Minutemen Settle Adopt-a-Highway Suit

Group's leader Jeff Schwilk says Caltrans will pay out $156K

A lawsuit alleging that state officials conspired to prevent an anti-illegal immigration group from participating in the state's Adopt-a-Highway program was settled, a court document states.

The parties reached an agreement Monday during a four-hour meeting.

"We've been trying to settle for over a year," Jeff Schwilk, founder of the San Diego Minutemen, told the North County Times on Wednesday. "For some reason on Monday they came in and wanted to play."

Schwilk told the paper that his group will continue to participate in the highway cleanup program. A courtesy sign bearing its name will remain in place, and the group will adopt another stretch of road nearby, Schwilk said.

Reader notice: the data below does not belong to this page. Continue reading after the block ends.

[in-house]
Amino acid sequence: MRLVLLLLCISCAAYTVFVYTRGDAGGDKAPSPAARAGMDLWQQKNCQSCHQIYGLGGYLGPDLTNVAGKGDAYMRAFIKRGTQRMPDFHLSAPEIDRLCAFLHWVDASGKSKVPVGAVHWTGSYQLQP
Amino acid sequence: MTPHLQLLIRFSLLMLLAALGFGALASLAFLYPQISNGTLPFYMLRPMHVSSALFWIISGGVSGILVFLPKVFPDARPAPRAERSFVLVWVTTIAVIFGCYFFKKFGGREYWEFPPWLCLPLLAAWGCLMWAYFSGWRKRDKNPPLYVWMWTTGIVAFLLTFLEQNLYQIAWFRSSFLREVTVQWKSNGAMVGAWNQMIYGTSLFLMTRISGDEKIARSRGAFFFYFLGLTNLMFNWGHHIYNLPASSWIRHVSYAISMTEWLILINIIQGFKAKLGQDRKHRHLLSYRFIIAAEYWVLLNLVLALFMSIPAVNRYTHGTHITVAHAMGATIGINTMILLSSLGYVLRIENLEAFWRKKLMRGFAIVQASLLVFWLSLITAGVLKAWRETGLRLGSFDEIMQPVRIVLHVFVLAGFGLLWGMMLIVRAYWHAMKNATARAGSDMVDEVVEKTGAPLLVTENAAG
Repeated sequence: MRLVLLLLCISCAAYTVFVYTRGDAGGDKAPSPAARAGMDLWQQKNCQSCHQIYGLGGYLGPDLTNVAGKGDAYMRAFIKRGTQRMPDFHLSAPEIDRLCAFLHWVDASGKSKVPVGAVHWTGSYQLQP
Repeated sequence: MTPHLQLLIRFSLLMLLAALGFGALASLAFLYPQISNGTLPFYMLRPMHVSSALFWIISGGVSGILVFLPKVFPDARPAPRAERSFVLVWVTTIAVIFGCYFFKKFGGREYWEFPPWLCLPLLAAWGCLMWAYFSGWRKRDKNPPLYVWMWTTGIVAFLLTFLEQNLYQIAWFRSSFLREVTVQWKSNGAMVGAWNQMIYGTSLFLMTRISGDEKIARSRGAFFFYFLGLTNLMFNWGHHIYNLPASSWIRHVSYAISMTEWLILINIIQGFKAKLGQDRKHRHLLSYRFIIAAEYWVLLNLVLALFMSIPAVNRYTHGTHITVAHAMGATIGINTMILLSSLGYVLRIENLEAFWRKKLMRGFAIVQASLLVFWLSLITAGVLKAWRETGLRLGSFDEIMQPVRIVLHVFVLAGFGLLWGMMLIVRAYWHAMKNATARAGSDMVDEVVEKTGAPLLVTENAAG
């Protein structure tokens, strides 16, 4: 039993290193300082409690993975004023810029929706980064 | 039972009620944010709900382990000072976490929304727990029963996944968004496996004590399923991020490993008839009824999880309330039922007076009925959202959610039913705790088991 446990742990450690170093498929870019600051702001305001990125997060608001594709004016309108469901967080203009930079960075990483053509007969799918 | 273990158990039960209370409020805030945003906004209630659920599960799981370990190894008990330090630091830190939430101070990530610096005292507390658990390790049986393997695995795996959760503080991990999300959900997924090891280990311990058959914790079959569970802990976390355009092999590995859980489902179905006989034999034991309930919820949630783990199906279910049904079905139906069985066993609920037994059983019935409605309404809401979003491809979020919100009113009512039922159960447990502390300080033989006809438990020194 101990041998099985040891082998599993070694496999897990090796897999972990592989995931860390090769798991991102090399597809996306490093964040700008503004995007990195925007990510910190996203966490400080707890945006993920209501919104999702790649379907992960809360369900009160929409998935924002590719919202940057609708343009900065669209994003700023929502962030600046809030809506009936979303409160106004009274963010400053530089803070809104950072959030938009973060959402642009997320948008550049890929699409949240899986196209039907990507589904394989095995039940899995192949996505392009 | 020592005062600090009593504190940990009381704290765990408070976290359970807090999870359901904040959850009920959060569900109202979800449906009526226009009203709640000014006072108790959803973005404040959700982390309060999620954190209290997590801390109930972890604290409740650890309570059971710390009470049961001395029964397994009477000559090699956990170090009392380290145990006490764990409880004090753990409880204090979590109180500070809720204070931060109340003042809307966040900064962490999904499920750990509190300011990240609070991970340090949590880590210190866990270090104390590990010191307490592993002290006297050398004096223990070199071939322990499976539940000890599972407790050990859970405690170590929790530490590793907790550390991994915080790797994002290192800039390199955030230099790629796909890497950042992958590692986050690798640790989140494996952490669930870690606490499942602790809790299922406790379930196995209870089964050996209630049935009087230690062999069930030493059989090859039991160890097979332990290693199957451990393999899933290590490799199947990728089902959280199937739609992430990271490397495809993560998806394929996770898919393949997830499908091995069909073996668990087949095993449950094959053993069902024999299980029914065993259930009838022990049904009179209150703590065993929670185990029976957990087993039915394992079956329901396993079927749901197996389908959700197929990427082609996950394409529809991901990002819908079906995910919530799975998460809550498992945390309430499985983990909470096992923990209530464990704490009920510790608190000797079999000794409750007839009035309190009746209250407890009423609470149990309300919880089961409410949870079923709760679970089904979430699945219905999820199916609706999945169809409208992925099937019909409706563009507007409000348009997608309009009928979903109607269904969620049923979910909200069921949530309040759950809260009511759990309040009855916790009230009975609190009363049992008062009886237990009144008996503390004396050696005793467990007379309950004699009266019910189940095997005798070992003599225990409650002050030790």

The Minutemen will also get $157,500, Schwilk said.

A California Department of Transportation spokesman declined to comment.

There is no legal way to ban the controversial anti-immigration group Minutemen from participating in California's Adopt-a-Highway
program without shutting it down completely, state Transportation Department chief Will Kempton has said in the past.

The Adopt-a-Highway program allows volunteers to pick up roadside trash and get a road sign with their name on it in return.

Back in February 2008, the Minutemen sued Caltrans after the agency revoked its permit to pick up trash along a 2-mile section of Interstate 5 that includes a major U.S. Border Patrol immigration checkpoint near San Clemente.

Immigrants rights groups objected to the Minutemen's presence there and Caltrans officials said they feared vandalism or confrontations, according to the North County Times.

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